Tenants Evicted with unpaid rent of 2 months

10 Replies

So tenants have been evicted. I have the judgement for the last FTPR which proves unpaid rent of 2 months. 


The question is, can i start the process of garnishment using that judgement and on a side i file for a large claim which would not include the 2 months unpaid rent but other costs/damages as they have been evicted before the lease expiration and did not finish the entire term.

What would be the best way to go about it. 

Originally posted by @John Underwood :

Is it legal to garnish wages in your state? If so get an attorney to take care of it.

 JOhn are there states that do not allow garnishment ?  i know there are limitations  IE cant leave them destitute.. with tenants though they seem to move to another job and those trying to chase them have a hard time.. to me its the cost of business for the landlord  IE bad debt etc.. 

I'm not sure I understand your situation completely. You have a judgement for unpaid rents (possibly plus other costs) for a specific dollar amount, right? Laws may vary state by state, but a judgement is basically a court document stating that money is owed to you. It does not by itself allow you to collect any money. You need to figure out how to do that by, ideally, communicating with the debtor/tenant or possibly hiring an attorney or collections to do what they do.

Regarding your mention of other costs/damages, what are they? Your unlawful detainer claim should have included all expenses allowable. If you are asking about additionally suing the tenant for not fulfilling the remainder of the lease, then no. Evicting a tenant is essentially terminating the lease. Hope that makes sense.

I suspect the problem is that David won the eviction and then discovered additional cleaning/repair charges after the tenant was removed from the home.

Regardless, I send this stuff to collections. It's very difficult to squeeze the money out of them so it's worth it to dump the mess in someone else's lap and move on. If I get some money back, great. If not, at least I'm not wasting my time chasing after them.

In the event your state allows one to garnish wages, it’ll be extremely difficult to do so. 

Find a collection agency that is willing to take on your judgment for an associated fee.

Don’t hold your breath, as collecting on this money is going to be extremely difficult.

Good luck! 

You can take them to small claims 

court if it’s under a certain amount . 

(In NY it’s $3000) . 

It’s a very minimal fee to process the 

hearing and does not require a 

lawyer . 

Originally posted by @Jay Hinrichs :
Originally posted by @John Underwood:

Is it legal to garnish wages in your state? If so get an attorney to take care of it.

 JOhn are there states that do not allow garnishment ?  i know there are limitations  IE cant leave them destitute.. with tenants though they seem to move to another job and those trying to chase them have a hard time.. to me its the cost of business for the landlord  IE bad debt etc.. 

 It is not possible to garnish wages in SC. I wish it was.

okay so to explain my situation a little more.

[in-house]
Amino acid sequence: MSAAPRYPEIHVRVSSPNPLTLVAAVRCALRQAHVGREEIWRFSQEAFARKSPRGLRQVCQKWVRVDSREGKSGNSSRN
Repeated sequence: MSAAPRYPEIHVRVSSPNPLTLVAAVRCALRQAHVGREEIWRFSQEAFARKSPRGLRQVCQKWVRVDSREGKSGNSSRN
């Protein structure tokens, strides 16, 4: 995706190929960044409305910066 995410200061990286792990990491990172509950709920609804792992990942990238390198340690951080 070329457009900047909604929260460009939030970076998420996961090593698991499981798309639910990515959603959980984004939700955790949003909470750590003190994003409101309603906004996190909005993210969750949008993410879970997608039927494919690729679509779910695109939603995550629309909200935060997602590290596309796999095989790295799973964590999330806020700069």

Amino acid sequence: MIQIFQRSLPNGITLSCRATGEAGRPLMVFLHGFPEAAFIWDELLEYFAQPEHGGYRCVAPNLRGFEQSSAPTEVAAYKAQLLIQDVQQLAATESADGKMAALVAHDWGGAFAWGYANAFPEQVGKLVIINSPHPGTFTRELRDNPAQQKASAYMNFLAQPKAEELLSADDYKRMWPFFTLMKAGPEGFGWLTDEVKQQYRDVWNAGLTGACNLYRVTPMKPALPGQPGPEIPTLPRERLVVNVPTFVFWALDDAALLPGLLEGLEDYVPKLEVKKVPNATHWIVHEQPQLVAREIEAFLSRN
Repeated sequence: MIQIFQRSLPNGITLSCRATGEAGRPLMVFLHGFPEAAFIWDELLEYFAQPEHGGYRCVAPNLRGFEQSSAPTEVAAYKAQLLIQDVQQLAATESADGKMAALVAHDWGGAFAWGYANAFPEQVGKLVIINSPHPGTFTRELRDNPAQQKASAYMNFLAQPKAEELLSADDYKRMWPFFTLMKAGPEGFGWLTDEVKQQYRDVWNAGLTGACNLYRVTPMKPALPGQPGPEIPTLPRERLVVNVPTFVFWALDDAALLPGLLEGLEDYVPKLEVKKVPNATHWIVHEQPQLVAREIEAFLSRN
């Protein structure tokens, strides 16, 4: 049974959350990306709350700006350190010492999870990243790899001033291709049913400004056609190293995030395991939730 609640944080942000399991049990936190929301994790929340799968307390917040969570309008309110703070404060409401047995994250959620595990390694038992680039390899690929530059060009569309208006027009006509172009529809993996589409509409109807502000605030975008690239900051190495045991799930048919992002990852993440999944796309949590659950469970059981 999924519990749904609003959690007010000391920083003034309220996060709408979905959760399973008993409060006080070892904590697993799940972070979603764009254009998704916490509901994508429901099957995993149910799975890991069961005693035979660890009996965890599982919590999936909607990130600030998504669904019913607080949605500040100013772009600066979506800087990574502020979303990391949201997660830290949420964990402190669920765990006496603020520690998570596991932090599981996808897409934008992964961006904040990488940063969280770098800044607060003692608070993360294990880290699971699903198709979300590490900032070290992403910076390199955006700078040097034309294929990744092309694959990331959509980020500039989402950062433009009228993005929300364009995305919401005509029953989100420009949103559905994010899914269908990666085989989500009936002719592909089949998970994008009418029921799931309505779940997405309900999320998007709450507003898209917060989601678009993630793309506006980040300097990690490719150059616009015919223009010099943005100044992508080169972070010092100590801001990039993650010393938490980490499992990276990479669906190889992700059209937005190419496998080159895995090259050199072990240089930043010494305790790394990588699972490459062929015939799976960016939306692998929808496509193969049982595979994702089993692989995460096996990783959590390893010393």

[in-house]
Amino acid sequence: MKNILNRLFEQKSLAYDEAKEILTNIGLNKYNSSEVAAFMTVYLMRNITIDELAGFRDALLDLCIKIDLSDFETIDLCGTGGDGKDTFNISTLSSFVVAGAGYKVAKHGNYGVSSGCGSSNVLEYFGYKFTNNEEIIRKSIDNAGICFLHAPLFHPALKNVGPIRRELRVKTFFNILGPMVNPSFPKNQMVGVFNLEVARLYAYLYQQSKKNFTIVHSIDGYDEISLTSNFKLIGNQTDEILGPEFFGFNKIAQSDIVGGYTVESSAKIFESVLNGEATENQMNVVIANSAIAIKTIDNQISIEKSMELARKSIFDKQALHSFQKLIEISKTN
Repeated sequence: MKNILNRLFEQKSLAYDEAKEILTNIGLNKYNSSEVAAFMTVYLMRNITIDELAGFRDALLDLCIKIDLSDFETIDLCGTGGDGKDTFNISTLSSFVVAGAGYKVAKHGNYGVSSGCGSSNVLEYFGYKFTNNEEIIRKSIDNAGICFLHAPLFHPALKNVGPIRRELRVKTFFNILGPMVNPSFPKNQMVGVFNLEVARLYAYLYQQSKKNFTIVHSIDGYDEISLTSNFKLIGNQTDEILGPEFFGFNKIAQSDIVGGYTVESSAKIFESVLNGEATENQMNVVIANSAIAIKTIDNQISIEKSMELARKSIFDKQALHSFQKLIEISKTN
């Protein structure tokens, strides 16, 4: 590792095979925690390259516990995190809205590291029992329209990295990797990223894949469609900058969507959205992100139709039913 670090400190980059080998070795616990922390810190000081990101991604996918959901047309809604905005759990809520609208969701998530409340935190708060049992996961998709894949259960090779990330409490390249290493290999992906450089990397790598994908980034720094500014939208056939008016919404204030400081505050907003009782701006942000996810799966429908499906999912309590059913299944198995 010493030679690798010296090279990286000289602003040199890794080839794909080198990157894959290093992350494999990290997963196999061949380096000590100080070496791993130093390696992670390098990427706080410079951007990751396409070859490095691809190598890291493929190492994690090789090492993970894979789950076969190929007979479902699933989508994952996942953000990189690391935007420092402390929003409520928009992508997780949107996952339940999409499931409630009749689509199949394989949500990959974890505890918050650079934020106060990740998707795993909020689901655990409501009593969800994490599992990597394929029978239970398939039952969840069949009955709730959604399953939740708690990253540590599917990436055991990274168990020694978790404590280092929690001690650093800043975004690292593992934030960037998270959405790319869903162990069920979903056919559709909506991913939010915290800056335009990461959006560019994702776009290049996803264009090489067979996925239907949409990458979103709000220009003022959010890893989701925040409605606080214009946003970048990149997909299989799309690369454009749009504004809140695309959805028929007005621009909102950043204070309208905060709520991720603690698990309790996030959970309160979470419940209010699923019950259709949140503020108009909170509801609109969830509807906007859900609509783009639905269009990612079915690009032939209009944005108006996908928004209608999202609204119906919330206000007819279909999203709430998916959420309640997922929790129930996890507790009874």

I won the judgement, tenants owe 2 months rent, 6k.

Lease states court appearance by landlord is $350. I cannot charge this amount on a failure to pay rent case as this 350 is not a rent, even though my lease states it becomes rent. But my lawyer suggested no judge is going to give me that so it has to be claimed in small/large claims after tenants are evicted. So charges similar to this are around 4k now including water bill and lawyer/consultation fees.

Was i right for not asking for $350 in failure to pay rent case?

Should i use the judgement of 6k and start filing for garnishment and prepare another small claims to get judgement for 4k and once i win then i file for this new garnishment? 

I hope it clears my question a bit.

Did you build a tenant file when you first leased it to them?

That can be important as the tenant might almost be (judgement proof). In other words you get a judgement but it is basically worthless trying to collect. There are federal poverty guidelines on any garnishment and then even if you get that if there are other collectors the total amount can usually be no more than 25% of their income. 

Some if you go for garnishment they just go work for cash under the table somewhere or keep switching jobs to work a little at a time and when garnishment hits goes somewhere else.

Typically the flow once you have a judgement is a legal letter from an attorney that might get them to take action to do a settlement. If that doesn't work then sometimes a hand off to collections but if credit is trashed they generally care less about that.

Last stop on the train is a judgment recovery company. Sometimes if file is strong on the tenant for potential recovery they might spend the money and split proceeds with you over time to file court costs etc. If you want a buyout today typically they offer cash of 10 to 20 cents on the dollar. So 6,000 judgment 600 to 1,200 bucks.

You could possibly get a judgment and sit on it for years and hope their situation changes over time to pay for a settlement. There are laws to renew the judgment etc. Some areas allow garnishments of tax returns where you get back some of their yearly refund money. Another option is some debt companies just write off the value of the debt when it is not collectable. Example they buy debt for 100 and 400 is owed. Over the years with junk fees the amount balloons to 3,000 owed. They take the loss off of the taxes and send the amount to the IRS as forgiven debt.

You have to decide if you are in the debt collection business or the real estate business. The cost per hour and expenses to chase some people actually can cost you money in lost production time.

No legal advice given.